On Friday, the Mets signed free-agent outfielder Chris Young to a one year, $7.25 million deal. The signing was met with some criticism. The Mets’ fanbase felt as though Sandy Alderson wasted too much money on a player who was below average last year. Given that the Mets reportedly only have between $30-40 million dollars to spend this offseason, this is a valid argument. However, the Chris Young deal is a good move, but it should have for two years, not one.
There are a lot of things that make Chris Young not that sexy. Last year he hit a line of .200/.280/.379, and put up a below-average defense. He also couldn’t anything a right handed pitcher threw at him — even if he had a boat paddle — as he hit an abysmal .193 against righties. However, as bad as his 2013 season was, it’s reasonable to assume that Young will perform better in 2014. He was extremely unlucky in 2013 with a BABIP of .237, which is likely why his batting average was chomping at the Mendoza line.
Young has never been a player that has produced high BABIPs, but other than the 2013 season, he had never produced a BABIP below .260. It’s reasonable to infer that his BABIP will be higher in 2014, and he will regress back to the mean. When Young has been able to sustain a batting average of .230 or higher he’s been at least league average at the plate, and has even provided a little bit of power. As far as his defense goes, it’s difficult to say whether he’ll ever be an elite defensive fielder again. We could assume that his below-average defense last year was just an outlier, and that he should continue to defend at an elite level. Then again, he is 30 years old, and his range could be declining since he is older.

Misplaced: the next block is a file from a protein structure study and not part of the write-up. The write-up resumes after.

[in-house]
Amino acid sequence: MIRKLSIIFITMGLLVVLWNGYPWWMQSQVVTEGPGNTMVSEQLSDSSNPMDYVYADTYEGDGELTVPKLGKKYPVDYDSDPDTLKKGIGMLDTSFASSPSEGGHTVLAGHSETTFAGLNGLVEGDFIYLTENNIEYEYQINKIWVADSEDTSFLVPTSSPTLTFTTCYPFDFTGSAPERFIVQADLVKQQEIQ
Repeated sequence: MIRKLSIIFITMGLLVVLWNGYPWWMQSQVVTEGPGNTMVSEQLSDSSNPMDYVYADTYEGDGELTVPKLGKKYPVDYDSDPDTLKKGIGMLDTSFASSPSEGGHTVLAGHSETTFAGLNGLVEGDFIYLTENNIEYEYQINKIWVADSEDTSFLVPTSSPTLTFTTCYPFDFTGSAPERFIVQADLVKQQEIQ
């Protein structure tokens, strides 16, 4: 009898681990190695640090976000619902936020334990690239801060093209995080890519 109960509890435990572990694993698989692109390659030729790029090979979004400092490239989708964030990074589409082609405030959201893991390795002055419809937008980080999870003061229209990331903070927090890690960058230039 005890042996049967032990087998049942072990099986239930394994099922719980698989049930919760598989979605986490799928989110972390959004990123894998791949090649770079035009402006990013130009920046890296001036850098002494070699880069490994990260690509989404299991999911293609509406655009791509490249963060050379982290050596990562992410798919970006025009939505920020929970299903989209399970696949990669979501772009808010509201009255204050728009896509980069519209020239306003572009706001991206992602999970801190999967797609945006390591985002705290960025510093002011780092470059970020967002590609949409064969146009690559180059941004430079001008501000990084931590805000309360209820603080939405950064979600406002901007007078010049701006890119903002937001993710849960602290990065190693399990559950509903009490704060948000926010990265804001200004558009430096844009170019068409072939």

Young should perform well this season for the Mets. It’s not too much of stretch to say that he will be worth 2.0-2.5 WAR. He’s done that in the past, and with some regression back to the mean he will probably do it again. The main problem with the Young signing is that Alderson gave him a short-term deal with a higher average annual value. Alderson probably could have lowered the average annual value if he had increased the duration to two years as opposed to one. Rumors have it that Nate McLouth — who has a similar skill set to Young’s — is looking for a deal in the range of $10-11 million over two years. Alderson probably could have made that offer to Young.
We don’t really know how 2014 will shake out. Alderson has a to find a lot of value to account for the fact that Matt Harvey is not going to be available. Some of the acquisitions he makes now may not have an impact until 2015. That’s why Young should have been signed for two years, so that if the pieces don’t come together now they will at least have some base for 2015. If Young didn’t want a longer deal with a lower average annual value, then McLouth would have been a better all around choice than Young.